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Space

SIRAL, a new-generation radar altimeter-interferometer for the CryoSat satellite

01 April 2010

Built by Thales Alenia Space, the SIRAL instrument is designed to monitor polar ice

:: Read the interview of Laurent Rey, SIRAL project manager, published on the ESA web site: http://www.esa.int/SPECIALS/Cryosat/SEMX7PIK97G_0_iv.html

Cannes, April 1st, 2010 – Scientists worldwide are impatiently awaiting critical data to be supplied by the Thales Alenia Space-designed SIRAL interferometric radar altimeter, which will help them assess the size and thickness of polar ice and how it changes over time. By more precisely measuring its surface and changes in elevation, scientists will be able to better understand the ice cycle and our changing climate.

Slated for launch on April 8th from the space centre in Baïkonur, Kazakhstan, the CryoSat – ESA’s Ice mission is part of the ESA’s Living Planet programme. The satellite was built by EADS Astrium as prime contractor, and features the SIRAL (SAR Interferometric Radar Altimeter) instrument, designed to study polar terrain elevations to provide a highly accurate topography of this shifting environment. The satellite will be placed in polar orbit at an inclination of 92°. It will fly over the poles at an altitude of 720 km, and will circle the Earth once every 100 minutes.

According to Laurent Rey, SIRAL project manager at Thales Alenia Space: “Thanks to SIRAL, scientists will be able to combine data on the size of polar ice sheets with elevation measurements. This will enable them to study not only the current state of this natural environment, but also how fast it is changing globally. The data gathered will give us additional information to help us better understand the Earth’s climate.”

SIRAL is an interferometric radar altimeter derived from the Poseidon altimeter on the Jason satellite. An innovative instrument in a compact package weighing just 90 kg, SIRAL combines three measurement modes:

* Low-resolution, used for conventional altimetric measurements of the relatively stable continental ice sheets in the Antarctic.
* Synthetic Aperture Radar (SAR) mode, used for high-resolution measurement of floating sea ice, enabling the indirect measurement of the thickness of ice floes.
* Interferometric radar mode, to study more contrasted elevations, like the very active areas located at the junction between the ice floes and Antarctica, and Greenland.

SIRAL features very high resolution; using its two antennas, it can scan the ground in 250-meter swaths, enabling it to more precisely determine the transitions between sea and ice. The CryoSat satellite is fitted with a redundant SIRAL instrument, used as a backup if necessary to ensure the long-term success of this critical scientific mission.

“Our challenge was to develop and produce two high-precision SIRAL instruments for this CryoSat mission,” adds Laurent Rey. “This type of instrument demands an extensive effort to deliver the required performance. The adjustments needed are extremely delicate, and doing this successfully depends on real technological prowess.”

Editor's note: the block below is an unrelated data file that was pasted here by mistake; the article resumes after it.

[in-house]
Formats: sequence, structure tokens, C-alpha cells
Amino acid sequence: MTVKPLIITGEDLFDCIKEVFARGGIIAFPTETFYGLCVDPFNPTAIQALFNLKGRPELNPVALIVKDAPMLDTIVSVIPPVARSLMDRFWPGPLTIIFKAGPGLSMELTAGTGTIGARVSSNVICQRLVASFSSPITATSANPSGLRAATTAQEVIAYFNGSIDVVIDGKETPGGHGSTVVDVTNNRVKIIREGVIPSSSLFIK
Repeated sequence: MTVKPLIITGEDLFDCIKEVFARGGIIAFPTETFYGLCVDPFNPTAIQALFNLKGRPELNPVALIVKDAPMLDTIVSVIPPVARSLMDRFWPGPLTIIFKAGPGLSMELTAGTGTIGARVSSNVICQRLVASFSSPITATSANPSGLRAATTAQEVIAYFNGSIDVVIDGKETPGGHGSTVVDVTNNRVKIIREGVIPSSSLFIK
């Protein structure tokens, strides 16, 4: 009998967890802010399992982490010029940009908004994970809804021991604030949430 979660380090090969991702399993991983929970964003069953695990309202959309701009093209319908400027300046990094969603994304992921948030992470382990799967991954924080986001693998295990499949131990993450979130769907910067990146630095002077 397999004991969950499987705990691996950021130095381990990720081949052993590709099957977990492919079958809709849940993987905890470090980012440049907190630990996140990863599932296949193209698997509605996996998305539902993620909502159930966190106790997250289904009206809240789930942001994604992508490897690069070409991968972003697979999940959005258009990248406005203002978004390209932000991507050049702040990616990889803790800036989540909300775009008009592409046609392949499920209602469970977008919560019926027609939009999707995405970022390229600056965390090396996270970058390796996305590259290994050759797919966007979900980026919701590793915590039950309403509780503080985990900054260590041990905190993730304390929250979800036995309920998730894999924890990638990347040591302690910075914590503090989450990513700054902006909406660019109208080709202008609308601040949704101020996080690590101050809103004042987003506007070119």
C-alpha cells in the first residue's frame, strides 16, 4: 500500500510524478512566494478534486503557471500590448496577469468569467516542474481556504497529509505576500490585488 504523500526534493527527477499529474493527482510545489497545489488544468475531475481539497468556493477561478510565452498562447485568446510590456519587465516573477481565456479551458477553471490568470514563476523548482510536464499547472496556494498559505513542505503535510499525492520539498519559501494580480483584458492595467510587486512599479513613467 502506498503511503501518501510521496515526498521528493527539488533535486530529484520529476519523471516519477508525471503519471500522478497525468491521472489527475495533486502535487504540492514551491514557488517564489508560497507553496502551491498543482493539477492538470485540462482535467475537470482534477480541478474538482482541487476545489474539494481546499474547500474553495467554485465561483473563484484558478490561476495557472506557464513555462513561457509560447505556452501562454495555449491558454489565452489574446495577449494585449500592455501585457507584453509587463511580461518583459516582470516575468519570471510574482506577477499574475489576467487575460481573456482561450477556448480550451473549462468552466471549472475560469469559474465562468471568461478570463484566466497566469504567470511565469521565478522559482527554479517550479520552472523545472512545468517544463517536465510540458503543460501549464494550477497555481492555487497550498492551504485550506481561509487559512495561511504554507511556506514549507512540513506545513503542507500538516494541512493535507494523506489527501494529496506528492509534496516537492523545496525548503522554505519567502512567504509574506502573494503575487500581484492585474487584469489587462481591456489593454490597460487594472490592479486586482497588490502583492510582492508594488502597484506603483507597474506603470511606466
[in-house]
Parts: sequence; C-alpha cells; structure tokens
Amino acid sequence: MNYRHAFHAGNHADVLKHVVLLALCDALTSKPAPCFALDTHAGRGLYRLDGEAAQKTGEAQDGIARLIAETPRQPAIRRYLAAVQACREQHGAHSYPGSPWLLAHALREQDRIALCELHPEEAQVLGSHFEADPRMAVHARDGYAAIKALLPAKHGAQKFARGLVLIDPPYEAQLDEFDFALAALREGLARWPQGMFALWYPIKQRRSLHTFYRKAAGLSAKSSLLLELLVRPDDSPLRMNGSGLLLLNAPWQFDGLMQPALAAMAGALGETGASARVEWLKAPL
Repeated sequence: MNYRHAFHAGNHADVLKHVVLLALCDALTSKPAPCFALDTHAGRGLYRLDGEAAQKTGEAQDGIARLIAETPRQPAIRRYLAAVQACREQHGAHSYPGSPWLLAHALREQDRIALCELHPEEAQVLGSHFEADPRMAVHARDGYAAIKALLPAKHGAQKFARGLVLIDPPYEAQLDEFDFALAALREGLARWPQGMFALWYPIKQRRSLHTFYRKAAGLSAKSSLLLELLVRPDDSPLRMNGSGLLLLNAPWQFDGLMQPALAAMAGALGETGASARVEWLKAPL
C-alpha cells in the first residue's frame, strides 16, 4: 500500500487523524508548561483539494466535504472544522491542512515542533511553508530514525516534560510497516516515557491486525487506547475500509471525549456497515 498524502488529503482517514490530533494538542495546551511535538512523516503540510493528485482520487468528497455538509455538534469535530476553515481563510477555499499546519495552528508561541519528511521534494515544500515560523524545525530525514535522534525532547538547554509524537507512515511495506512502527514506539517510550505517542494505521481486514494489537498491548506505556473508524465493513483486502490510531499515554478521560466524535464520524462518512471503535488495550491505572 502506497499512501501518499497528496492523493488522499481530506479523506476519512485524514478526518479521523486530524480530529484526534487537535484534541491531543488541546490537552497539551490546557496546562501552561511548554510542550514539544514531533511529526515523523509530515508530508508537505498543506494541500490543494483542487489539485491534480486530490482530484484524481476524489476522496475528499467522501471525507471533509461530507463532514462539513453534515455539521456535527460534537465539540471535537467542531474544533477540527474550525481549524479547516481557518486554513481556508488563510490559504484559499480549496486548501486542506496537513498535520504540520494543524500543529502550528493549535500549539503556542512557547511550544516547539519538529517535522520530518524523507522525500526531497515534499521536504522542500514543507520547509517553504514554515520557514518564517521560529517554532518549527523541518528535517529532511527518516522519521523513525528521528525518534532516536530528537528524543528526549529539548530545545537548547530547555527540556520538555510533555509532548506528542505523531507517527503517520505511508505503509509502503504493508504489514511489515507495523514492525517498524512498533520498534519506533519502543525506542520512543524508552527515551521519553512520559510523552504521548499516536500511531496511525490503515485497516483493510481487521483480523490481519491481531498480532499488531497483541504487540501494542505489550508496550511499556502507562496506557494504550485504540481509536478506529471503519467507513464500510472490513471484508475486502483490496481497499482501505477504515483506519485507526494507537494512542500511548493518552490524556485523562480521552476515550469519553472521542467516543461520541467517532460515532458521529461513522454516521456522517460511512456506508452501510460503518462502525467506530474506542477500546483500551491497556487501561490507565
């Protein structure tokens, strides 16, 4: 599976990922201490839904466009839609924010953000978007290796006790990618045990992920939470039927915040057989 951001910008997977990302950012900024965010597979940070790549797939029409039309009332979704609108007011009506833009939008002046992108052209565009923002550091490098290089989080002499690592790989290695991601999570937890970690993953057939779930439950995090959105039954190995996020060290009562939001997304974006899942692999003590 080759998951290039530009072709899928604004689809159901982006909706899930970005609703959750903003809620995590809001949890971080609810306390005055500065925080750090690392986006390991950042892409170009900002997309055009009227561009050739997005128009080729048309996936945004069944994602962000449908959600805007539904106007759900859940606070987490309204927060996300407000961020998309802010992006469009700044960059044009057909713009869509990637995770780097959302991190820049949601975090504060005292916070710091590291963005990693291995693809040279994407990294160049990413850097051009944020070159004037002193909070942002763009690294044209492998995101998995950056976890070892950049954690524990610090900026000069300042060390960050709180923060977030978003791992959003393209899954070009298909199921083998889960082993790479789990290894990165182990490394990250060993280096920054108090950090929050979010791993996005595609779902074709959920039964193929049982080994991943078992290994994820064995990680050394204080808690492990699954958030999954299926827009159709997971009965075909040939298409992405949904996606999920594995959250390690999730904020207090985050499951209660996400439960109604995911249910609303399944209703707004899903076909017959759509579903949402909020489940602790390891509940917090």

A 6-month in-orbit validation phase is scheduled to check all instrument configurations, and to analyse its in-orbit performance in relation to the highly variable terrain that it has to measure.

The importance of polar ice
The ice in our polar regions plays an essential role in our environment, in terms of climate stability, sea levels and the circulation of major ocean currents. Observing this ice is therefore a necessity if we are to study global warming, which is one of scientists’ leading concerns today.

Ice sheets, glaciers, ice caps and snow are all highly sensitive indicators of changes in our climate, some because they are subjected to new climatic conditions that affect their survival, and others because they are located in the Arctic, where the global warming phenomenon is at its most intense. For all these reasons, it is more important than ever to keep an eye on our planet’s changing ice.

Thales Alenia Space, more than 20 years of success in space altimetry
Thales Alenia Space has worked on radar altimetry for over 20 years, and our instruments are widely recognized as among the best in the field. From 1980’s with the first Topex/Poseidon mission to current CryoSat satellite, Thales Alenia Space has provided Earth Observation missions with state-of-the-art altimeters.

The company is also the prime contractor for Sentinel-3 satellites (Sentinel 3A & 3B), part of the GMES program, devoted to cover the topography of ocean surfaces near coastal zones and ice masses.

CryoSat will be the third of ESA’s Earth Explorer satellites in-orbit (in the past twelve months), following on from GOCE and SMOS, for which Thales Alenia Space was respectively the prime contractor and main industrial partner.

:: For further information see: www.siral-instrument.com

About Thales Alenia Space
The European leader in satellite systems and a major player in orbital infrastructures, Thales Alenia Space is a joint venture between Thales (67%) and Finmeccanica (33%). Thales Alenia Space and Telespazio embody the two groups’ “Space Alliance”. Thales Alenia Space sets the global standard in solutions for space telecoms, radar and optical Earth observation, defense and security, navigation and science. The company achieved revenues of Euro 2 billion in 2008 and has a total of 7,200 employees located in 11 industrial sites in France, Italy, Spain and Belgium.
www.thalesaleniaspace.com

Thales Alenia Space Press Contacts
Florence Pontieux - Tel: +33 (0)1 57 77 91 26
florence.pontieux@thalesaleniaspace.com

Sandrine Bielecki - Tel: +33 (0)4 92 92 70 94
sandrine.bielecki@thalesaleniaspace.com



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